Strategic Analysis and Case Study of Bank of the West

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Strategic Analysis and Case Study
By: Joe McWilliams

Brief Overview
Bank of the West (BOW) is a financial institution headquartered in the state of California. BOW opened its doors in 1874 under the name Farmers National Gold Bank and was one of the first ten banks nationwide authorized to issue paper currency backed by gold reserves. In 1979 the bank changed its name to Bank of the West with the desire to grow and provide their style of relationship banking outside of the Bay Area. In 1980 BOW became affiliated with BNP Paribas, which is one of the world’s six highest rated banks. Increasing the bank’s capital even more, BOW’s holding company BancWest Corporation became a wholly-owned subsidiary of BNP Paribas. Over the past ten years BOW has grown rapidly due to organic growth and strategic acquisitions, including the acquisition of Commercial Federal Bank, of Omaha, in 2005. Currently, BOW has customers in all fifty states and operates more than 700 branch banking and commercial office locations in 19 states. BOW credits its prudent credit underwriting, its diversified loan portfolio, and careful risk management for growing to more the $62 billion in assets, making it one of the nation’s largest banks. Internal Analysis

Bank of the West’s capital structure seems to be improving since the financial crisis. Total liabilities and equity was just over 57.5 million for 2010. Total liabilities consisted of 47 million of that number. BOW liabilities consist mostly of deposits made by consumers. They also entail long-term debt, pension benefits, short-term borrowing, the purchase of federal funds, and acceptances outstanding. As far as equity is concerned it involves common stock, paid-in capital, retained earnings, and noncontrolling interest. After five consecutive quarters of negative profits, BOW amassed a successful 2010. BOW achieved four consecutive quarters of rising profitability and a full-year profit of $185 million, including net income of $69 million in the fourth quarter alone. Over the course of 2010 core deposits rose more than 11 percent. In addition revenues increased by 6 percent, net interest income was up more than 4 percent, and non-interest income increased 10 percent. Furthermore, BOW’s mortgage banking division surpassed $2 billion in annual originations for the first time in December 2010. BOW contains many physical assets. These include cash, interest bearing deposits from other banks, trading assets, real estate, equipment, and loans held for sale. Intangible assets are present as well including; goodwill, leases, and insurance. Bank of the West employs over 11,000 employees in over 19 states. The company uses its personal intranet to keep employees up to date on BOW and banking industry news. In addition, BOW utilizes its intranet to provide training to its employees through a site called ((((((())))) Their intranet also keeps employees up to date on federal regulations and laws. Core Competencies and Distinctive Competencies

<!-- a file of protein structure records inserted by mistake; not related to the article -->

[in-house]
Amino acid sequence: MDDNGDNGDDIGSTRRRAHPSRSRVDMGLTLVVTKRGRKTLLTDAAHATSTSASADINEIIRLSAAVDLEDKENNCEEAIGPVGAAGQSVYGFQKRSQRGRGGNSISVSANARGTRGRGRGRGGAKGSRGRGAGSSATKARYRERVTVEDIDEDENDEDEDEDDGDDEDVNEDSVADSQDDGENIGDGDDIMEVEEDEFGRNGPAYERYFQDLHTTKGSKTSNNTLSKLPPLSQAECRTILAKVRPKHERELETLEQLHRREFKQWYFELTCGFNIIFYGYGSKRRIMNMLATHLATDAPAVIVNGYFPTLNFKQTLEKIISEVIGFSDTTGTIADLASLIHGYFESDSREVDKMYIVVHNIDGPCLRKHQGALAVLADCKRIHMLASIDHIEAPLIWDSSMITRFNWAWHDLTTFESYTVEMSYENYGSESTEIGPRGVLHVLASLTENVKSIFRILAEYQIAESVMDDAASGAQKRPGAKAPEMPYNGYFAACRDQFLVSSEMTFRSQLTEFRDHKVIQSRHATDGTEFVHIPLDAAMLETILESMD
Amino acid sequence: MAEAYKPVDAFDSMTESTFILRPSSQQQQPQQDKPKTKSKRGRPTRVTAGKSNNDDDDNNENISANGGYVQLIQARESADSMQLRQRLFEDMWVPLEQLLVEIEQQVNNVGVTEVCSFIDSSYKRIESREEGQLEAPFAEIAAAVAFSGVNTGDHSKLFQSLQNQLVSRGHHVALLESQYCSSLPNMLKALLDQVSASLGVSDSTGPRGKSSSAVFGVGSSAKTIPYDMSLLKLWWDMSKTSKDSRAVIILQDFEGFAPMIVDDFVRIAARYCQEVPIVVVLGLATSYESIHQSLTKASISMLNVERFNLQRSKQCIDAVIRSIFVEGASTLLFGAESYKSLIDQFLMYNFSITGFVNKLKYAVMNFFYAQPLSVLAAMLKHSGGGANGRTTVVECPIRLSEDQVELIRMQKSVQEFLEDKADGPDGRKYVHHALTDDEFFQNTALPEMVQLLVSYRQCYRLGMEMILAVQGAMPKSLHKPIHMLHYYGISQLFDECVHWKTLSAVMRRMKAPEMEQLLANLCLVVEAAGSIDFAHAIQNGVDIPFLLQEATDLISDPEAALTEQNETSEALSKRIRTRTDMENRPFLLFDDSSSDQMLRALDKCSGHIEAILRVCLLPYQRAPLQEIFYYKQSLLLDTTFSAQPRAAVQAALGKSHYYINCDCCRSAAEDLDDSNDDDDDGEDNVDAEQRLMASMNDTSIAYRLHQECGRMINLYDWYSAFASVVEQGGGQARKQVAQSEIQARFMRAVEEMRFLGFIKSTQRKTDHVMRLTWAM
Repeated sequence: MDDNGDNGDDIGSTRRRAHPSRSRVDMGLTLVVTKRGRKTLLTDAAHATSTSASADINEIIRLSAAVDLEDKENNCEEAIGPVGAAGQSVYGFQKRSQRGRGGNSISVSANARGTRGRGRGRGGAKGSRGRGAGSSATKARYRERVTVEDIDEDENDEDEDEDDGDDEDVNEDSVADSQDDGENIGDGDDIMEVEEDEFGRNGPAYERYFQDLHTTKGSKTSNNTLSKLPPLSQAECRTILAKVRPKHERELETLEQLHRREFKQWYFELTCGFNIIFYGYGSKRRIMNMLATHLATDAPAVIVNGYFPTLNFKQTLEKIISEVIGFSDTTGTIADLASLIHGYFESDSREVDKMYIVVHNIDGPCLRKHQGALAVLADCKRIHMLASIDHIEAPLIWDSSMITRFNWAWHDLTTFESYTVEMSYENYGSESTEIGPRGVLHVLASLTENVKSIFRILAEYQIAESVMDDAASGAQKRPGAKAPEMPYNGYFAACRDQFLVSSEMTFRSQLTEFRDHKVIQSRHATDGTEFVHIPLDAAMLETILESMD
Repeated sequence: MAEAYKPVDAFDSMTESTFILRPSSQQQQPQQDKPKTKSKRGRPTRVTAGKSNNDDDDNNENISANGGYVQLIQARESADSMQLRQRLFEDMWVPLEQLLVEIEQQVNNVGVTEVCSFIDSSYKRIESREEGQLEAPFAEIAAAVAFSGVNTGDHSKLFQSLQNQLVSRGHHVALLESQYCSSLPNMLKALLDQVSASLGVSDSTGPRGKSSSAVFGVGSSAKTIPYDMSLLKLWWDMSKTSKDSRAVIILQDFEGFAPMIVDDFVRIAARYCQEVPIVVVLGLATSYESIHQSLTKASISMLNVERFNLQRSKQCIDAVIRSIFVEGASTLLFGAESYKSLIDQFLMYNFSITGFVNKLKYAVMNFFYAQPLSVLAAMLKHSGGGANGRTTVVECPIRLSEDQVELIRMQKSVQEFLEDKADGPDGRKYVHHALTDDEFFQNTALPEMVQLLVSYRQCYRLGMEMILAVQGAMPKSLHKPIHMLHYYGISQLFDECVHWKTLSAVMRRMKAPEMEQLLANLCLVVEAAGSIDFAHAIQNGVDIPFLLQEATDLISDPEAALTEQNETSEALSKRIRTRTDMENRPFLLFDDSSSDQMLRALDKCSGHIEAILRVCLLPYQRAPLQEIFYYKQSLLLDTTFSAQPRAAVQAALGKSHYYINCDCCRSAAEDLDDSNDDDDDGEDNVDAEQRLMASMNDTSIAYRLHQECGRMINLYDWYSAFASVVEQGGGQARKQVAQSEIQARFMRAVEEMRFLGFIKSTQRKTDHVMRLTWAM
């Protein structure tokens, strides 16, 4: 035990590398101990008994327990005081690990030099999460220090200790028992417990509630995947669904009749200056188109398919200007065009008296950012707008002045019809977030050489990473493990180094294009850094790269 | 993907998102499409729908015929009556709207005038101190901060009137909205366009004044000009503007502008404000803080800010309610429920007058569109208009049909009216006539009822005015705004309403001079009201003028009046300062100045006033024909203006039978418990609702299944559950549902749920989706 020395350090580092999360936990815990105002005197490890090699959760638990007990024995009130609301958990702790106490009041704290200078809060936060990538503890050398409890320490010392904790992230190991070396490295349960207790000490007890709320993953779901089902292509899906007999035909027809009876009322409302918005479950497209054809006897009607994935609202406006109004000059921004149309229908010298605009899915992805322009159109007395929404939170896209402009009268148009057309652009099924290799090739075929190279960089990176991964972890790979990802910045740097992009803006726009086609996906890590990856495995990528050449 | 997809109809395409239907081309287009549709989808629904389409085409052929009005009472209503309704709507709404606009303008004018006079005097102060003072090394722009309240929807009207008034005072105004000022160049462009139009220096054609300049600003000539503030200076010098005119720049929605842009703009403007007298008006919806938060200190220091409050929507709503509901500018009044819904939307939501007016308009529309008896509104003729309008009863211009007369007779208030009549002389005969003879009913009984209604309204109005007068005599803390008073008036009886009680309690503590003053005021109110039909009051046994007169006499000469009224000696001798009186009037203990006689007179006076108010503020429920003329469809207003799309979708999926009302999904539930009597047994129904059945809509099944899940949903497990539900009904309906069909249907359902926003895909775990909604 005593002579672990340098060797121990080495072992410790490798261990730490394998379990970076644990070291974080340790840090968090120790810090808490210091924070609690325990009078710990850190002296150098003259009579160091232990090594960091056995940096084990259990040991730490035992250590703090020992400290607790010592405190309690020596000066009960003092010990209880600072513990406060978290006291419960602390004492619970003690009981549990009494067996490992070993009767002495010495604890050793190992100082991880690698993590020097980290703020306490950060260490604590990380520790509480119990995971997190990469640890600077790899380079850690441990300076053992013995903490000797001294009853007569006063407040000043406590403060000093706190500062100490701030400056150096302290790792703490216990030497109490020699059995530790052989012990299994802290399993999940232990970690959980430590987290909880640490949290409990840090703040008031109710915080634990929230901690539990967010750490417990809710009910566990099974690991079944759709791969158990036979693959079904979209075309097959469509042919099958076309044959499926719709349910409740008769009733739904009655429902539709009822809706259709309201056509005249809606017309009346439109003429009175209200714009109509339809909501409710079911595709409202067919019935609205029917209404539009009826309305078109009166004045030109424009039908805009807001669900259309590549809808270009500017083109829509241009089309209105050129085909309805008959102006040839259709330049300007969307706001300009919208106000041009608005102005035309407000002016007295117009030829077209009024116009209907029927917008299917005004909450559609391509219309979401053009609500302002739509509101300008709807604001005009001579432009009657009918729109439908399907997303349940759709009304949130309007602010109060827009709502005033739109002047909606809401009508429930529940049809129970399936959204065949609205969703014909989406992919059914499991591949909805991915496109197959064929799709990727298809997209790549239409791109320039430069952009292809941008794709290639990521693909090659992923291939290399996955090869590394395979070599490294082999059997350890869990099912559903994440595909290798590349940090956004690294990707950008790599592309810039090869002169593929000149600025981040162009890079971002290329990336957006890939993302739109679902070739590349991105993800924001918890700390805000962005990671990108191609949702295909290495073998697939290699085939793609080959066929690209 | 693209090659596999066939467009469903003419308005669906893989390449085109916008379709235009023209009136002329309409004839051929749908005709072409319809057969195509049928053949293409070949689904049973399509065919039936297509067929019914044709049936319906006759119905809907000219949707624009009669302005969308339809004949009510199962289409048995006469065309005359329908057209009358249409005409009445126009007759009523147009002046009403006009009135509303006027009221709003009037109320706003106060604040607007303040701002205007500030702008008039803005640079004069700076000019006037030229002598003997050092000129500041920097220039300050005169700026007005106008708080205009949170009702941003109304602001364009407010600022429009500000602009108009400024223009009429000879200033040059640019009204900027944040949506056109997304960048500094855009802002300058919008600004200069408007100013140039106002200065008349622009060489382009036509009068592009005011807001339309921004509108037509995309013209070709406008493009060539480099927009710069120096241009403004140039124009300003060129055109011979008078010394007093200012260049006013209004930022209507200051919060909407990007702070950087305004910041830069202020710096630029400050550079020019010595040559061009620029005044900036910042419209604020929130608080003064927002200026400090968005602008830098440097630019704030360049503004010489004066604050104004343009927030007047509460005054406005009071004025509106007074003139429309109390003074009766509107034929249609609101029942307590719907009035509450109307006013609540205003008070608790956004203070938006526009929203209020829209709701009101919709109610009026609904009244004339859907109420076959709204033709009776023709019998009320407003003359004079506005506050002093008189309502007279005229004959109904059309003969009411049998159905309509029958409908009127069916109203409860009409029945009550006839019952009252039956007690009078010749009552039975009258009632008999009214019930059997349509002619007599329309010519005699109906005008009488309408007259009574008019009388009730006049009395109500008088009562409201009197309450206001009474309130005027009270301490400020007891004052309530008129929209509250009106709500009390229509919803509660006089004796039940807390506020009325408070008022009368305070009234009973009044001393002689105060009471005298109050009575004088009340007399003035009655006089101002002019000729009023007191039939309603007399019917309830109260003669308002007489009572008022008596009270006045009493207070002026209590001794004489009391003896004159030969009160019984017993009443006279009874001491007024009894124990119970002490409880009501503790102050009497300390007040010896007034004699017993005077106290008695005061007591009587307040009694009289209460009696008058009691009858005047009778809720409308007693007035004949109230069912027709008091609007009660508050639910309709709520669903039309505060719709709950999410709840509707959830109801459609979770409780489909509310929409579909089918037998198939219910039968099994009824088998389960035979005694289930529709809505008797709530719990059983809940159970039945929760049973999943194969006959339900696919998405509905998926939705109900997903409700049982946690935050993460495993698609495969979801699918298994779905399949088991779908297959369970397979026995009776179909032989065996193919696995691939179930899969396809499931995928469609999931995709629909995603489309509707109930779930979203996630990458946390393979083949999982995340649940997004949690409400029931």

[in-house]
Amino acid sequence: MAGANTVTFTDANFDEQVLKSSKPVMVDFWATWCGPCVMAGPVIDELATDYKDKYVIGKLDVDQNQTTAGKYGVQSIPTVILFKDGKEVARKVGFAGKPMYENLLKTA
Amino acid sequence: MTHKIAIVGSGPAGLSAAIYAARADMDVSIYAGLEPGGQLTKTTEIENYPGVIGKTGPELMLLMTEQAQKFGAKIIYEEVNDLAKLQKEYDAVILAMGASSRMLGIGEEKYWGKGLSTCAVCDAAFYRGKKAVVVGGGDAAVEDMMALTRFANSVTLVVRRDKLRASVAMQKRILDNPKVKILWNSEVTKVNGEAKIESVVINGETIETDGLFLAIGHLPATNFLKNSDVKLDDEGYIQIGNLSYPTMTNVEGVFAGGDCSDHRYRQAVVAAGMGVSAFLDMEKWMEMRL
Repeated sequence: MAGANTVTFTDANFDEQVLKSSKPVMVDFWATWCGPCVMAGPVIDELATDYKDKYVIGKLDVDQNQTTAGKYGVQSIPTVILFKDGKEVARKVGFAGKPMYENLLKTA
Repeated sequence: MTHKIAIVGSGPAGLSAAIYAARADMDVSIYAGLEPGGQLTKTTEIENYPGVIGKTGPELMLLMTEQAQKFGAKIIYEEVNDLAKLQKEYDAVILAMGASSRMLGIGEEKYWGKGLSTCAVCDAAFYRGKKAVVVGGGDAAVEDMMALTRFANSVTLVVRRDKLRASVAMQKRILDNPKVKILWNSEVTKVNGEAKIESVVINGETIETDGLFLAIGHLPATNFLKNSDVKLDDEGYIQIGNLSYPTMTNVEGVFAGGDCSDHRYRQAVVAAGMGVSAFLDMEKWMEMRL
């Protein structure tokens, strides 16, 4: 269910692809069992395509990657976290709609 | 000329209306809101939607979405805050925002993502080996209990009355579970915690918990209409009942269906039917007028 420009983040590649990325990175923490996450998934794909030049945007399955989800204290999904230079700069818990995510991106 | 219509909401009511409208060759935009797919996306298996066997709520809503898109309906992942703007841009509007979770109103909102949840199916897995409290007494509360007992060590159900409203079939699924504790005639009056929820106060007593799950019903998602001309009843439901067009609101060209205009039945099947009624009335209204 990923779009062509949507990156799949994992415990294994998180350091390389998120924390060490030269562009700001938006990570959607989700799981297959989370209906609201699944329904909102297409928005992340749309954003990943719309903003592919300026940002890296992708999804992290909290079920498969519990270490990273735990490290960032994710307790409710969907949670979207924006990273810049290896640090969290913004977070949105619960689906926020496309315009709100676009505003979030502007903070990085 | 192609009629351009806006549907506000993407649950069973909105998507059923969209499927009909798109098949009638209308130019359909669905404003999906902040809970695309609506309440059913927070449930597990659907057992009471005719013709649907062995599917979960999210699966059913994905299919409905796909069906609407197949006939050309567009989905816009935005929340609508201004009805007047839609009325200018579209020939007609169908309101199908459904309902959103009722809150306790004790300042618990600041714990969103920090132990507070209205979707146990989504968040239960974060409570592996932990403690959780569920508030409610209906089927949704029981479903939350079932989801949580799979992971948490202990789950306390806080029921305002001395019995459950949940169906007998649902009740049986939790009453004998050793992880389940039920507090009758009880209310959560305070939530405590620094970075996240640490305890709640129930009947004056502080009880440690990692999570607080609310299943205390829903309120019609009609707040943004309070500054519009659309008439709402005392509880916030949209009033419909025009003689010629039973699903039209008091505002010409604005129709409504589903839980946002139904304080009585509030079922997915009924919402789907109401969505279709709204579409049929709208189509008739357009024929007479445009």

The core competency of Bank of the West is its customer service. The company prides itself on this aspect and trains its employees to excel in this facet of banking. Due to BOW’s emphasis on customer service they have accumulated several prestigious awards over the last 10 years from the likes of J.D. Power and Associates and Greenwich Associates. The bank has also hired an outside partner to assist in improving customer satisfaction. This outside company is in charge of calling BOW customers and determines if they would be advocates for the bank. External Analysis

Competitors/Strategic Group
Although there are many local banks and commercial banks spread throughout the United States the main competitors for BOW are; Bank of America, Wells Fargo Bank, and US Bank. Critical Success Factors

The following is a list of critical success factors for Bank of the West: * Financial Strength
* Product Differentiation
* Low Costs
* Customer...
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